Water storage strategies in Sub-Sahara Africa

Direct abstraction of water from rivers through ponds and pumping devices seems the most attractive water storage option in Ethiopia. However, the funding agencies that may be interested in investing in such a storage system have to consider that better access to credit, and clear abstraction policies should be ensured.

World Scientific reports thatthe current study proposes a multi-criteria decision aid framework to funding agencies for the integrated evaluation of water storage systems in Ethiopia and more broadly in Sub-Saharan Africa. Various water storage schemes within the country are assessed while the farmers are placed at the center of the analysis as the principal stakeholders. The approach is based on a multi-criteria outranking method for the avoidance of complete trade-offs between criteria.

Throughout Sub-Saharan Africa (SSA), past storage development has largely occurred in a piecemeal fashion, through local initiatives and with minimal planning. In some cases lack of information and planning has resulted in less than optimal investments. Population growth, in conjunction with climate change, will increase the importance of water storage but without greater understanding of which types of storage are best utilized under specific agro-ecological and social conditions it is likely that many water storage investments will fail to deliver the intended benefits.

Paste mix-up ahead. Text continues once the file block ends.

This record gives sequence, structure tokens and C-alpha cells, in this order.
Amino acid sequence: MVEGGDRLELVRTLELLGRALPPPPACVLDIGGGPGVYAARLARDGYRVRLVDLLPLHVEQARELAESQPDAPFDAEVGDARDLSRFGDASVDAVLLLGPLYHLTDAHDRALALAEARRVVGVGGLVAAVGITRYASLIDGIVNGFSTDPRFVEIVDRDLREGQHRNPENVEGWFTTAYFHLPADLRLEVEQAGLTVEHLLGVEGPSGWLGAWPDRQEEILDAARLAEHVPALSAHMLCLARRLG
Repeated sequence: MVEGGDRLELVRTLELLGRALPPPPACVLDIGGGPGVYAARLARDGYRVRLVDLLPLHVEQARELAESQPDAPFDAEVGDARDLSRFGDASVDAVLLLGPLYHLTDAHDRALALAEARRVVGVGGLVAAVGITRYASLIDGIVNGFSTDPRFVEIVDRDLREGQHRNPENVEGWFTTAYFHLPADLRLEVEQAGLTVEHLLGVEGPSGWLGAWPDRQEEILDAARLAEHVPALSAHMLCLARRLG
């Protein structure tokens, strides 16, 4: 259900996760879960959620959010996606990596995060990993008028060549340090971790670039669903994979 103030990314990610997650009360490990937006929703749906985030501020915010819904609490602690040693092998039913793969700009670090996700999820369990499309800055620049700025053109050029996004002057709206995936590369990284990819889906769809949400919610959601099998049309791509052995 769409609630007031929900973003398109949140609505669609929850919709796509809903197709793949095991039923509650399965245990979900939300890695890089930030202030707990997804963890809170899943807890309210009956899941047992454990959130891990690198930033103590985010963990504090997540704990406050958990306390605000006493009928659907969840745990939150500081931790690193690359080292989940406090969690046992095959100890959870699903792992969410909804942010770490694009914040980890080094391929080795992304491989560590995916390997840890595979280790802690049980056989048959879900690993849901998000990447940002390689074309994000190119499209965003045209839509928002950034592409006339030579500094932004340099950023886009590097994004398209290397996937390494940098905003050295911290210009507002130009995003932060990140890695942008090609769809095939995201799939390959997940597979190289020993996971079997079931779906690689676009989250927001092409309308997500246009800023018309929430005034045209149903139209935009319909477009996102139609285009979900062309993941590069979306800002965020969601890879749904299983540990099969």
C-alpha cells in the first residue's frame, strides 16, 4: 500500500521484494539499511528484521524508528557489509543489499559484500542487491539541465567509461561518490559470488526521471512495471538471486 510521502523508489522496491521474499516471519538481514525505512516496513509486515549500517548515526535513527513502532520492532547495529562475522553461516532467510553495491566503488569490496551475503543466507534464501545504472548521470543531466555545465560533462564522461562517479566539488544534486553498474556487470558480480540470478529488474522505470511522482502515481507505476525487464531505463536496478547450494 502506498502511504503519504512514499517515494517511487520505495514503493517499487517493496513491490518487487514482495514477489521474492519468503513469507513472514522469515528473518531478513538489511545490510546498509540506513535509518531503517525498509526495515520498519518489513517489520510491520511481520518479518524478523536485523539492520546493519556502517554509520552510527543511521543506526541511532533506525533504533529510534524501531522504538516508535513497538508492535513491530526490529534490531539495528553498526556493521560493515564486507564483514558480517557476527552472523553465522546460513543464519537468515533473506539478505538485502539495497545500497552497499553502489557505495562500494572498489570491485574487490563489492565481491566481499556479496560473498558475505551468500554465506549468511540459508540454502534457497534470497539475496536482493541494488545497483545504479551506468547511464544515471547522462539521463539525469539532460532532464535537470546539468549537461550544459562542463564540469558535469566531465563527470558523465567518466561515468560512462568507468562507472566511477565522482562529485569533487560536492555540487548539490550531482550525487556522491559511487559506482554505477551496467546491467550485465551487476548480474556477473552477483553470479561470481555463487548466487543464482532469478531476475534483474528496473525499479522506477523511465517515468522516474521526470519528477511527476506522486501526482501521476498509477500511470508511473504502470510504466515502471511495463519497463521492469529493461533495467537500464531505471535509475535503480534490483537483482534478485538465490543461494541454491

To ensure sustainability, national policies are needed that promote much more rigorous and integrated planning of all water storage options. World Scientific notes that to this end, the current study suggests outranking assessment as a tool that facilitates the systematic inclusion of a wider range of criteria in planning processes. In combination with existing approaches it could contribute significantly to better planning of water storage throughout SSA.

The study presents an integrated assessment approach for funding agencies and organizations as a promising option to better evaluate the performance of water storage in Sub-Saharan Africa.

The study was carried out within the project “Rethinking Water Storage for Climate Change Adaptation in Sub-Saharan Africa”. This multidisciplinary project (2008-2011) was funded by the German Federal Ministry for Economic Cooperation and Development.

— Read more in Stefanos Xenarios et al., “Developing a User-Based Decision-Aid Framework for Water Storage Systems in Sub-Saharan Africa: The Case of Blue Nile Basin in Ethiopia,” Water Economics and Policy 1, no. 4 (December 2015) (DOI: 10.1142/S2382624X15500125)

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